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Securing the Corporate Network

Chapter Description

This sample chapter from Cisco Secure Internet Security Solutions explains how dial-in users can be authenticated using the local database. As an example, the chapter includes a basic AAA configuration. Next, the chapter takes an in-depth look at the AAA authentication process using a TACACS+ server. Finally, the chapter explores how IPSec can be used to secure VPNs coming into the network through the Internet.

AAA Authorization Setup

Whereas authentication is concerned with ensuring that the device or end user is who it claims to be, authorization is concerned with allowing and disallowing authenticated users access to certain areas and programs on the network.

The command for enabling authorization follows:

aaa authorization service-type {default | list-name}
  method1 [method2] [method3] [method4]

With this command, service-type must be one of the service types listed in Table 10-4.

Table 10-4 AAA Authorization Service Types

Service Type


commands {level}

Checks authorization for any EXEC command at the optionally specified level


Checks authorization to run an EXEC shell


Checks authorization for network activities


Checks authorization for reverse Telnet

The next parameter is either the key word default or a list name. The list name can be virtually any word except the word default, and it is used to name the following list of authorization methods. The parameters method1, method2, method3, and method4 are used to specify the order in which authentication takes place. At least one method must be used, with a maximum total of four methods specified. The possible values for the method are shown in Table 10-5.

Table 10-5 AAA Authorization Methods




If the user is already authenticated, the user is allowed to access the service.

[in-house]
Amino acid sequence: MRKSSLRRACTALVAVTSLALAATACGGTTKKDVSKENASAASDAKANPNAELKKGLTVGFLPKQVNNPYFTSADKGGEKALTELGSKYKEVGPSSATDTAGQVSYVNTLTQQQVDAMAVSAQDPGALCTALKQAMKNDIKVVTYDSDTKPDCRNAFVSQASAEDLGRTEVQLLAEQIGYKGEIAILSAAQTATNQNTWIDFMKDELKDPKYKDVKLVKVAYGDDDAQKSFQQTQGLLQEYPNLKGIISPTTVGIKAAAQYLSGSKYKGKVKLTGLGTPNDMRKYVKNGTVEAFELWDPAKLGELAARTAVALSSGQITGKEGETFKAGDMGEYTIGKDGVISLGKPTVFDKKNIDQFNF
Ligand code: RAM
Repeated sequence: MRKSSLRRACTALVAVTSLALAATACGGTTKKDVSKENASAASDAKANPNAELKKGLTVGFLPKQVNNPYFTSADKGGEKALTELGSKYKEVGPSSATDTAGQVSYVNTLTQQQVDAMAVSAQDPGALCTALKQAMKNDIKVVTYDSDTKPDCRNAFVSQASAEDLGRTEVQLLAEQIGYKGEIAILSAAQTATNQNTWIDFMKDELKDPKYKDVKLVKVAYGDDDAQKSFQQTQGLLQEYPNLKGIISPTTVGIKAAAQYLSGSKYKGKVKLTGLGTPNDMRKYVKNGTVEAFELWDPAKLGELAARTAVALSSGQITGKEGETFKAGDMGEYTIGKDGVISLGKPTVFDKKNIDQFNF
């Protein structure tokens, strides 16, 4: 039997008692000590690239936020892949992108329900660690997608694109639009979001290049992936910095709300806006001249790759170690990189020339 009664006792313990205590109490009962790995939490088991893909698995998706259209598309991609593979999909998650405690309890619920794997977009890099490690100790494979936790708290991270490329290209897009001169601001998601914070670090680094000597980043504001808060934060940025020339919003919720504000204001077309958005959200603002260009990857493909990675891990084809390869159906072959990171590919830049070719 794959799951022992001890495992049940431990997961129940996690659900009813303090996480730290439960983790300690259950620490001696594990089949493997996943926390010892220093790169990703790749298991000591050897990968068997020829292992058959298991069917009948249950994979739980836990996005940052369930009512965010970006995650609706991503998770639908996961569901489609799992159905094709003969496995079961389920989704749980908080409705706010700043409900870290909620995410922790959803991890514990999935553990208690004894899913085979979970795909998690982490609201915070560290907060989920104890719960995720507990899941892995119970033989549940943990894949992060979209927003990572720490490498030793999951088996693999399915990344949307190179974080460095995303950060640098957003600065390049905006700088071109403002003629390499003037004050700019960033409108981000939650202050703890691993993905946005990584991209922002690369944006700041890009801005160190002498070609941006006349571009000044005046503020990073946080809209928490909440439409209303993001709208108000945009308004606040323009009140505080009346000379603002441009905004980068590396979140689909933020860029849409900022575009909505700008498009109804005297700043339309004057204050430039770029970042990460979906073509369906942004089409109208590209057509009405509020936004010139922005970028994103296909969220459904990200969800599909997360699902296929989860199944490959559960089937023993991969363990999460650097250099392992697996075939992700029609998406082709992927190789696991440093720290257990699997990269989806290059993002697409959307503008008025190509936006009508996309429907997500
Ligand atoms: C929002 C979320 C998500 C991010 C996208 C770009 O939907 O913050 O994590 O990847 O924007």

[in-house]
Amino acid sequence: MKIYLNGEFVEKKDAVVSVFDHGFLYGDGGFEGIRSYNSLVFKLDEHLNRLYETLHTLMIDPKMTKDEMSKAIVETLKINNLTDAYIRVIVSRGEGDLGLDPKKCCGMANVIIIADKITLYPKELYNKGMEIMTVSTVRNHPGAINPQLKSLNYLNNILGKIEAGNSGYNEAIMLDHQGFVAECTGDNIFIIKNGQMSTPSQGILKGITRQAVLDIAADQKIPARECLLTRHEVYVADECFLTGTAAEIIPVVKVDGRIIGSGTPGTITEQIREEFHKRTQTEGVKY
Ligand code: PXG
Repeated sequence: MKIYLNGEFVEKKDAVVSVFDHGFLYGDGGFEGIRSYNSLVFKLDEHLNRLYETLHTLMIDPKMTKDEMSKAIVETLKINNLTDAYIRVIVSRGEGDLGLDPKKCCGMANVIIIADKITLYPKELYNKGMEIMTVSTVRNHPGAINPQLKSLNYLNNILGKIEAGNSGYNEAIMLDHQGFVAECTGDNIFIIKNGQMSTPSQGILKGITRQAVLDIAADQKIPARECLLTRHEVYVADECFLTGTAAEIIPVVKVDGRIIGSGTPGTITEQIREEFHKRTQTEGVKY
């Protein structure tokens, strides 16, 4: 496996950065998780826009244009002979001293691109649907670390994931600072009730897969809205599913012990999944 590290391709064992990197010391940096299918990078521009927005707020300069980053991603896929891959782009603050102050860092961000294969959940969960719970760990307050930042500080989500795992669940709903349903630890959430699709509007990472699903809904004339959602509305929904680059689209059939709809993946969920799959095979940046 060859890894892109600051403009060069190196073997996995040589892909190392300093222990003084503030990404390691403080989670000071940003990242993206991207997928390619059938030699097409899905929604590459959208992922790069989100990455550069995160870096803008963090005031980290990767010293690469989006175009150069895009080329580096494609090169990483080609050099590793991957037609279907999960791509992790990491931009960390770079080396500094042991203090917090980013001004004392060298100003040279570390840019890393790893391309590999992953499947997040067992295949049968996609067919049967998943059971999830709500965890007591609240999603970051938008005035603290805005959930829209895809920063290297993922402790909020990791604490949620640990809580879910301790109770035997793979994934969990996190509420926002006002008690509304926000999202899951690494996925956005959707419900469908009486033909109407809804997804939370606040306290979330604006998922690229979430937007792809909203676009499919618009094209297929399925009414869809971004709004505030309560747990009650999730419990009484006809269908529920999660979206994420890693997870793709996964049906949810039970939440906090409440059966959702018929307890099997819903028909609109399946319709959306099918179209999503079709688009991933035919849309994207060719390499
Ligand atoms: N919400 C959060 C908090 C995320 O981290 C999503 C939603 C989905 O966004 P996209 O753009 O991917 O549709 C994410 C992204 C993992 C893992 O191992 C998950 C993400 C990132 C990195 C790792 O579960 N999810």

This uses the instance defined with the kerberos instance map command.


The local database is consulted.


The RADIUS server's database is consulted to see if the user has the appropriate rights.


The TACACS+ server's database is consulted to see if the user has the appropriate rights.


When AAA authorization is not enabled, all users are allowed full access. Once authentication is started, the default changes to allow no access.

This means that the administrator must create a user with full access rights configured before authorization is enabled. Failure to do so will immediately lock the administrators out of their own system the moment the aaa authorization command is entered.

The only way to recover from this is to reboot the router. If this is a production router, rebooting might be unacceptable. Be sure that at least one user always has full rights.

Configuring AAA authorization is very similar to AAA authentication. Look at the following configuration. This configuration checks the authorization for users of the S2 interface when accessing network service such as PPP:

aaa new-model
!Set up for AAA

tacacs-server host
!The TACACS+ server is at

tacacs-server key mysecretkey
!Use the encrypted keys

interface s2
aaa authorization network tacacs+
!Start authorization for network services
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